NYFF: Jacques Becker
The films Jacques Becker made in a remarkable run between the mid-Forties and the mid-Fifties—including two melancholic crime dramas (Casque d’Or and Touchez pas au grisbi) and three under-seen, tonally unpredictable comedies (Antoine and Antoinette; Rendez-vous in July; Édouard et Caroline)—tend to ripen in an atmosphere of patient observation, letting their characters make an impression slowly and accumulating local and period detail as they move. In the climate they maintain, loud declamatory speeches and grandstanding gestures don’t grow easily. But sometimes, nonetheless, they erupt. Late in Rendez-vous in July (49), the film’s central character, a hotheaded, unlikable aspiring anthropologist named Julien (Daniel Gélin), gives a speech shaming three of his friends for backing out of the ethnographic film for which he’s just secured travel and funding. He’s made the announcement at a party in front of their extended social circle, and there is an element of public embarrassment in his reaction when, one-by-one, his collaborators tell him they can’t make the trip. (One just got a new job; a second now has to support his widowed mother; a third awaits a visit from his American in-laws.) He chastises them for their lack of ambition, for giving up on their artistic dreams, and for their “pathetic” willingness to settle like their parents did for a less adventuresome sort of life. “Your folks are half-dead and don’t know it,” he says. “They found their place and stayed put.”
By the end of the scene, Julien has won. Convinced, or bullied, his friends agree to the trip. In Becker’s universe, this is not necessarily a happy outcome. His films are filled with both loners and couples who want nothing more than to “find their place and stay put,” and yet for whom settling down—making a home—is a fraught and insecure operation. One of the only vocal outbursts we hear from Max (Jean Gabin), the aging, habitually subdued gangster in Touchez pas au grisbi (54), comes when he’s berating his clumsy sideman Riton (René Dary) for making a slip that could cost him the stolen small fortune on which he’s staked his retirement. He craves the kind of easy, unhurried life he’s been acting out with Riton throughout the hushed scene during which that outburst comes—inviting him up to his pristine apartment; boasting about the place’s quietness; laying out toast for the two of them with butter and pâté.
The couple at the center of Casque d’Or (52)—a Belle Époque courtesan (Simone Signoret) and the blacksmith who’s killed her gangster lover in a knife fight—attend just as solicitously to making coffee and reading the paper during the brief domestic idyll they enjoy midway through that film. (They’ve gone into hiding at a farmhouse outside Paris.) In comparison, the financially pressed and emotionally turbulent Parisian couples at the center of Antoine and Antoinette (47) and Eduard and Caroline (51) lead enviably settled lives. But they still crave more domestic security than they have, and the movies they inhabit scrutinize the moods and rhythms of their time at home together: their meals; their arguments; their handling and mending of clothes; their interventions with the radio; the ebbing and flowing of their attraction to one another. (At the end of both those movies, these lifestyles are given an expiration date when the couple in question is promised a windfall of cash.) To watch these movies in succession is to be immersed in a world where small pleasures are counted dearly and petty slights sting hard—where the habits, routines, and daily indignities and frustrations that shape a life are emphasized rather than downplayed or ignored.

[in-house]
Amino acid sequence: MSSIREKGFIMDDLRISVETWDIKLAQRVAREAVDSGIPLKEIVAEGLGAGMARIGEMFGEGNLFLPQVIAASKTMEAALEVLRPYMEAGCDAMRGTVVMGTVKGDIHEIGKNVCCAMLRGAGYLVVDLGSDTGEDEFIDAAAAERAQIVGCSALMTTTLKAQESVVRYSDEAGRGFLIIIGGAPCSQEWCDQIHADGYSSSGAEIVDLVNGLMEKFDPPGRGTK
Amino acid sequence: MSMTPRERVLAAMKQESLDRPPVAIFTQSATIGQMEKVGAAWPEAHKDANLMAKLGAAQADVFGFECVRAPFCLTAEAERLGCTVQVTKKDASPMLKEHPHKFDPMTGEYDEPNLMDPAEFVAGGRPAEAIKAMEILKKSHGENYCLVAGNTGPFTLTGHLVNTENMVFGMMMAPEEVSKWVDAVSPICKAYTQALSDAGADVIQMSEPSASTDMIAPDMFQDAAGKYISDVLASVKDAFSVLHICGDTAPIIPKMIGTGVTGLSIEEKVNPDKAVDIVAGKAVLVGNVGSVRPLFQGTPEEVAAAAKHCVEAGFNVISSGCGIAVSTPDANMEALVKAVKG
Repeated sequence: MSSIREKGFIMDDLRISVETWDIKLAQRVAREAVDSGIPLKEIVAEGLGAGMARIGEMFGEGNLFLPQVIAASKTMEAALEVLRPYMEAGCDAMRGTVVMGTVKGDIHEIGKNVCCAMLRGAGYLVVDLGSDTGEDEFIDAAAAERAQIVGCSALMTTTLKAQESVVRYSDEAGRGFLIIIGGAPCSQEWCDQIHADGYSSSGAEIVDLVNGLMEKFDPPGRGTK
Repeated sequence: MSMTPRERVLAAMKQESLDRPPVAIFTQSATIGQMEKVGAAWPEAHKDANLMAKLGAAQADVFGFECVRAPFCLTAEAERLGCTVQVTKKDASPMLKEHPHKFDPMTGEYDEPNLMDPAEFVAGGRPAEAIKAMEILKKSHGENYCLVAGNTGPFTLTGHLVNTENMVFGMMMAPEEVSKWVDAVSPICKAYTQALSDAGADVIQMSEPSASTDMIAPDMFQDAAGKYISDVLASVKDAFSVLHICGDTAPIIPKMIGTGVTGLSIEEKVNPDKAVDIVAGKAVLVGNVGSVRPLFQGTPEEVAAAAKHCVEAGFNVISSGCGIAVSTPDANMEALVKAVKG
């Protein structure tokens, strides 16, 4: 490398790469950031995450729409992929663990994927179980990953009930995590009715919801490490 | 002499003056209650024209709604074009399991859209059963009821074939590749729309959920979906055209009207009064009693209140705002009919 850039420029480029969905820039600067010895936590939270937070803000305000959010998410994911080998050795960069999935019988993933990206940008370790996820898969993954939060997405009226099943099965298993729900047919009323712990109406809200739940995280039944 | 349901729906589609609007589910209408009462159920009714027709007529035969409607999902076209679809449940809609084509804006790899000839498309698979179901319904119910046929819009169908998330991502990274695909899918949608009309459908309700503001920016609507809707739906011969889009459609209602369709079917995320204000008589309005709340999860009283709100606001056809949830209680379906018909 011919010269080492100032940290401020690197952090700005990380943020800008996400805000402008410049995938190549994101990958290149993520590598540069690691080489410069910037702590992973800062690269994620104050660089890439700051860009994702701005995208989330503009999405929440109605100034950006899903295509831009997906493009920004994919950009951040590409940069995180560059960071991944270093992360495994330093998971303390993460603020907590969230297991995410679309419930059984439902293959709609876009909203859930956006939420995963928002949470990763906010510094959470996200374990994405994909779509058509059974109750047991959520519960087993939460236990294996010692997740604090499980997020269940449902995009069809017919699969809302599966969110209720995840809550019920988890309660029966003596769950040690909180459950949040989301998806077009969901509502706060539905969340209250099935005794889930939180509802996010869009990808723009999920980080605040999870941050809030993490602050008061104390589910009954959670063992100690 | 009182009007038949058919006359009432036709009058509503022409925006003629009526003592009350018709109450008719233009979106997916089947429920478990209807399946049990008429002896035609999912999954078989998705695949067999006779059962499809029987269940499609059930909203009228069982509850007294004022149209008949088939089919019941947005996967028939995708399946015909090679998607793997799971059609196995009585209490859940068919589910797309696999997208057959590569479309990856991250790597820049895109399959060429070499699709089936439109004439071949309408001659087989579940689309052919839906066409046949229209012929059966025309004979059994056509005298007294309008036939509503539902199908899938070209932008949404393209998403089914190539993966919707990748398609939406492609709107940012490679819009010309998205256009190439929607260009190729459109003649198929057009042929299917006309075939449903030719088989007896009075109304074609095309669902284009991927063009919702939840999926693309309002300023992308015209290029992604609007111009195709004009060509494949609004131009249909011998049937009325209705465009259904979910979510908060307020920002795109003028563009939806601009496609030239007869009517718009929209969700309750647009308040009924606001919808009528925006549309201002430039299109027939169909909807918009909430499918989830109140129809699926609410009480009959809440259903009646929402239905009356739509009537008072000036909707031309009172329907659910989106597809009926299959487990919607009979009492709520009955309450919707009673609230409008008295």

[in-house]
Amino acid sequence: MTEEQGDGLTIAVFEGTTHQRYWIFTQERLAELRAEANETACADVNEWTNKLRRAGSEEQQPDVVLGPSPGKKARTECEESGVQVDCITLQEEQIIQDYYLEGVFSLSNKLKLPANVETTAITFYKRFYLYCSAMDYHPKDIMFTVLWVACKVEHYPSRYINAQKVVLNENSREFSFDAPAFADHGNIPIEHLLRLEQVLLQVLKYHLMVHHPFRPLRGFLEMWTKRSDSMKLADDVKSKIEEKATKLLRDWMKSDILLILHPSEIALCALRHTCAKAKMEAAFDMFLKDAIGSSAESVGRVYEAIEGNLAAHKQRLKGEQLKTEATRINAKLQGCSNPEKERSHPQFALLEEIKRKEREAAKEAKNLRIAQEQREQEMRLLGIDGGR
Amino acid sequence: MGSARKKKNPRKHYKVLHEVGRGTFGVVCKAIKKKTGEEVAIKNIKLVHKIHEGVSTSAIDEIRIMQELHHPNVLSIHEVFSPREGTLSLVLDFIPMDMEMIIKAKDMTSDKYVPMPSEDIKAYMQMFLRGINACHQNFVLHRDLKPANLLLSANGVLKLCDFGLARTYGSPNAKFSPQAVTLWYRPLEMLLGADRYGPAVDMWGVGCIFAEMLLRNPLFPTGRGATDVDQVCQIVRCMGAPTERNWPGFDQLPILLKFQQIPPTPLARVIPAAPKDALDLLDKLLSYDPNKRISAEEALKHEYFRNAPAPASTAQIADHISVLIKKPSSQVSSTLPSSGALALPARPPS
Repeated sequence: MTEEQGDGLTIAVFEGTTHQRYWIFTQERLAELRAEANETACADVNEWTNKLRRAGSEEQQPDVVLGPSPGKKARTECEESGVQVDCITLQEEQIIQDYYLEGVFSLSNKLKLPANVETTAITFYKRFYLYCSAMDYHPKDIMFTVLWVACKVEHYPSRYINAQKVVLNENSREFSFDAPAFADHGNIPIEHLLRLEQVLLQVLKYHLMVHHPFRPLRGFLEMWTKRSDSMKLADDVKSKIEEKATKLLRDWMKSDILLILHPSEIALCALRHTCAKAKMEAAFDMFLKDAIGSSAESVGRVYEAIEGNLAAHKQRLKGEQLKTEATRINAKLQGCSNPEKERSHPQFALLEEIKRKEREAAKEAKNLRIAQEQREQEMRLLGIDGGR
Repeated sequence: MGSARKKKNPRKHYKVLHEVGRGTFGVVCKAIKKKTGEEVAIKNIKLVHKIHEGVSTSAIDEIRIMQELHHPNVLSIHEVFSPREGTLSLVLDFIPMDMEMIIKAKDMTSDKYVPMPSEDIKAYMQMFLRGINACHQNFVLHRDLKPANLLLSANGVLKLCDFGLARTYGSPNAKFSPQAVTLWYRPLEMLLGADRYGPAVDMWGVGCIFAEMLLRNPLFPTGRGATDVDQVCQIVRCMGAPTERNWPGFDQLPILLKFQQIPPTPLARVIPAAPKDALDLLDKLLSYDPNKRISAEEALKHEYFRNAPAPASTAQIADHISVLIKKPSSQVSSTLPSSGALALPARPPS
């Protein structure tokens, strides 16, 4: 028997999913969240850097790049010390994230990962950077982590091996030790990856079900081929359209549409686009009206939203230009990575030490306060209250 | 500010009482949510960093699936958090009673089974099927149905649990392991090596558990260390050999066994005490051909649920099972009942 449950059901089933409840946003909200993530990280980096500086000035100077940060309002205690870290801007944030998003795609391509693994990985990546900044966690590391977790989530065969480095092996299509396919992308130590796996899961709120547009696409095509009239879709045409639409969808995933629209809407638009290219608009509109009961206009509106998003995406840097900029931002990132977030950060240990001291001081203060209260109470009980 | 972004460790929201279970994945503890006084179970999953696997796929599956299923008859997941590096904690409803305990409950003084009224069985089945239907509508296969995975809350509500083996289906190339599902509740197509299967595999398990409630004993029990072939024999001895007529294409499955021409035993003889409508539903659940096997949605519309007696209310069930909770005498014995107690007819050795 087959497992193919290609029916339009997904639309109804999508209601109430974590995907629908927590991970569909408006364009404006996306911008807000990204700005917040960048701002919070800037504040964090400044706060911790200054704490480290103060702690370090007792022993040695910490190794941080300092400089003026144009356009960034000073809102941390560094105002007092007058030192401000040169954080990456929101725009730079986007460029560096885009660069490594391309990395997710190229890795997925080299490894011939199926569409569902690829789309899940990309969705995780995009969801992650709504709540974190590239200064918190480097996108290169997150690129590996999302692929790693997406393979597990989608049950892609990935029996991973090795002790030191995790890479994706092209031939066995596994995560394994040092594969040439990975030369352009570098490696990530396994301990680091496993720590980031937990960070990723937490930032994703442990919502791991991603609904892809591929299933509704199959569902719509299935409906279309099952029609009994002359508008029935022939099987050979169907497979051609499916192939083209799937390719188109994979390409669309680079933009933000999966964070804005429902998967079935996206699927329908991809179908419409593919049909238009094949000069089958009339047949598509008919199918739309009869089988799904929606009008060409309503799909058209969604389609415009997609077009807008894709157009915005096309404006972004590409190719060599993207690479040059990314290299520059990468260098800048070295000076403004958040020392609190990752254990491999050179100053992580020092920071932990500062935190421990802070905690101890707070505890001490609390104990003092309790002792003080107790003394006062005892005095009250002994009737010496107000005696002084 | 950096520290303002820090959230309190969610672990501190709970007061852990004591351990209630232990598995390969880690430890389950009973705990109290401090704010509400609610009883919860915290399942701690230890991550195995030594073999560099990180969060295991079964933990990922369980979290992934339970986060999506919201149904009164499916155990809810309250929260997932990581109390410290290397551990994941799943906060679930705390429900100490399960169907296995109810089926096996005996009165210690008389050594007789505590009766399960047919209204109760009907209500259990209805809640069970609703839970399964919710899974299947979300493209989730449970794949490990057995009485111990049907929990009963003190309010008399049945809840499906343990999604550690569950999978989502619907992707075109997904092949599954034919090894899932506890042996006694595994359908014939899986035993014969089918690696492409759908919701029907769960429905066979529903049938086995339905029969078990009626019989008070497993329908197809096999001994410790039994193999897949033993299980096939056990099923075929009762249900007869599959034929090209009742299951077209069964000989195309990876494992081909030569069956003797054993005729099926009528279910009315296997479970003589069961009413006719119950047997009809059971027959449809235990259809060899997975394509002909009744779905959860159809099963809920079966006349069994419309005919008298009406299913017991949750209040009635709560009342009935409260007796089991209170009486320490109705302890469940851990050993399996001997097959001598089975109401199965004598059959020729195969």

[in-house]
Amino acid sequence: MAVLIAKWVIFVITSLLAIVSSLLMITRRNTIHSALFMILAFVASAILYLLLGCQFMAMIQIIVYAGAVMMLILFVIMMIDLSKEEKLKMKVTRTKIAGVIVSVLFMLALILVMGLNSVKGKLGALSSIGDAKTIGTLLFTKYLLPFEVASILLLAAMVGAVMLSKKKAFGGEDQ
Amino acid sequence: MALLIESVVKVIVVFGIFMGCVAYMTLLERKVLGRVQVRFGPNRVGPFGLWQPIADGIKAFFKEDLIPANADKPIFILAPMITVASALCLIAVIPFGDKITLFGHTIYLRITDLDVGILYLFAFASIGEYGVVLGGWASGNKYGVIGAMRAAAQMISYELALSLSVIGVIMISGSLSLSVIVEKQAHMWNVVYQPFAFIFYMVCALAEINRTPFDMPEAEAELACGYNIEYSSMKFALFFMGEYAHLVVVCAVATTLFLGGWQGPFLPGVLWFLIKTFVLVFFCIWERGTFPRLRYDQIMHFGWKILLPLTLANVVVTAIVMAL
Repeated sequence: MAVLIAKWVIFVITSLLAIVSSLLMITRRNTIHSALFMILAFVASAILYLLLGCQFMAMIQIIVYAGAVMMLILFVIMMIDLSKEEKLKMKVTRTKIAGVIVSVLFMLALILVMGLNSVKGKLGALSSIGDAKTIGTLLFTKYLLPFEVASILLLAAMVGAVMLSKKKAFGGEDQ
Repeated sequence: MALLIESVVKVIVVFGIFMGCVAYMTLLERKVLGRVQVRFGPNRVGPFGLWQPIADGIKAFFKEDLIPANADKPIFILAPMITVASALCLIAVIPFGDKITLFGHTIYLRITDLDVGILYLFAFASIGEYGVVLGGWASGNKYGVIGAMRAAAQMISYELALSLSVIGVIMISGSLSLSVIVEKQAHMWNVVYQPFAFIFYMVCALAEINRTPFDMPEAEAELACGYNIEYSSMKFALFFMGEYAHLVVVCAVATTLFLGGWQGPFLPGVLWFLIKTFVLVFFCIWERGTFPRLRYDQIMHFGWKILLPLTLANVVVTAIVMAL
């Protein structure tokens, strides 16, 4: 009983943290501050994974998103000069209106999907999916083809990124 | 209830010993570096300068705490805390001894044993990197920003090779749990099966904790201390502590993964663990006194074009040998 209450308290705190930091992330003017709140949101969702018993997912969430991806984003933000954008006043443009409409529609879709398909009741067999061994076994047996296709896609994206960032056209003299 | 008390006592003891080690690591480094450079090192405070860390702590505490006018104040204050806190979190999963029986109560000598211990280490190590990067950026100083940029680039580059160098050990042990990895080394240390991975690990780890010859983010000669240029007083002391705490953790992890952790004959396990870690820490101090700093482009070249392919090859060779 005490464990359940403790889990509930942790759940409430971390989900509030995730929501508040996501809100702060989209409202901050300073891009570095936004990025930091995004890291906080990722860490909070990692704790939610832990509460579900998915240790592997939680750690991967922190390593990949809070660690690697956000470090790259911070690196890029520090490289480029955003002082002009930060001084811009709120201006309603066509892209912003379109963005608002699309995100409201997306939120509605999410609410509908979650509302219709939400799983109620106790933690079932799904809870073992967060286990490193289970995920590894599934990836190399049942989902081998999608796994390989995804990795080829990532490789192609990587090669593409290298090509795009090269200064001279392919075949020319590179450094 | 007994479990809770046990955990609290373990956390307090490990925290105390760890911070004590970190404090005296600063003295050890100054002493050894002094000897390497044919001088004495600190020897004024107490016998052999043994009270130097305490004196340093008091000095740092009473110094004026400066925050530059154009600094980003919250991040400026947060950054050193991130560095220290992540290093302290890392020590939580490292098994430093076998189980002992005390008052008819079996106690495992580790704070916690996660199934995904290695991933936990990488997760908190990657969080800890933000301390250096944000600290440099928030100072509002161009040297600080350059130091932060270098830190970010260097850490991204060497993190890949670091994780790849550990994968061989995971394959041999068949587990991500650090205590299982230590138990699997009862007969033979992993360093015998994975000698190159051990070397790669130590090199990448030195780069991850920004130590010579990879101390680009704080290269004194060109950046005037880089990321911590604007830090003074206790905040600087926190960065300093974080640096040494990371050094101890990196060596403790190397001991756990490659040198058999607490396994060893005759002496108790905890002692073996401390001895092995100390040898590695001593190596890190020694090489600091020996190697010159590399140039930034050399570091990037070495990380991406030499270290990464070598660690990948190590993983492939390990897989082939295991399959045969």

Rendez-vous in July
For decades, Becker himself was a relatively ignored figure. This year, he’s been getting a welcome upsurge of attention. Gaumont’s restoration of Rendez-vous in July premiered in the Classics section of May’s edition of Cannes, and Antoine and Antoinette is one of a handful of classic French studio productions screening at this month’s New York Film Festival. This summer, eight of Becker’s thirteen features, including early rarities like Falbalas (45) and Groupi mains rouge (43), played at the festival Il Cinema Ritrovato in a retrospective named after the quality Serge Daney saw represented in Becker’s great, late prison escape film Le Trou (60)—“the very idea of freedom.”
The director and scholar Bertrand Tavernier’s documentary My Journey Through French Cinema, which occasioned this series at the NYFF and opens theatrically next spring, begins with a 20-minute-long tribute to Becker, whose early feature Dernier atout Tavernier considers one of his first memorable encounters with the movies. Tavernier’s description of Becker has a deeply familiar tone that suggests lifelong admiration, and he can be forgiven some sentimentality: “To me,” he muses at one point over footage from Antoine and Antoinette, Becker “had a sense of common decency… which implies ordinary acts of mutual aid and trust, minimal but basic social ties. Not an ethic, but a spontaneous sense of what should and shouldn’t be done.”
Some of the confidence Tavernier sees in Becker’s movies—the sense they give of a filmmaker utterly, almost casually sure of his instincts—might be attributed to his having come to directing only after a long apprenticeship. He was born in 1906 to well-off parents; his father was a prominent manufacturer, and his Irish mother owned the kind of fashionable Parisian boutique he’d later depict in Falbalas (“Paris Frills”). On the first page of her book Jacques Becker, ou L’Exercise de la liberté, the scholar Valérie Vignaux hints that Julien’s stifling upper-class household in Rendez-vous in July, dominated by a shrill, venomous father who treats his son’s creative ambitious with disdain, owed something—in its exaggerated way—to the atmosphere of Becker’s own upbringing. Possibly in reaction to that atmosphere, Becker developed an intense and sometimes over-romantic attachment to the textures of working-class French life. When he filmed couples like Antoine and Antoinette, who live in a cluttered apartment, make simple meals and work tiring nine-to-five jobs—he works at an industrial bookbindery, she at a department store—it was often with a kind of envy and awe.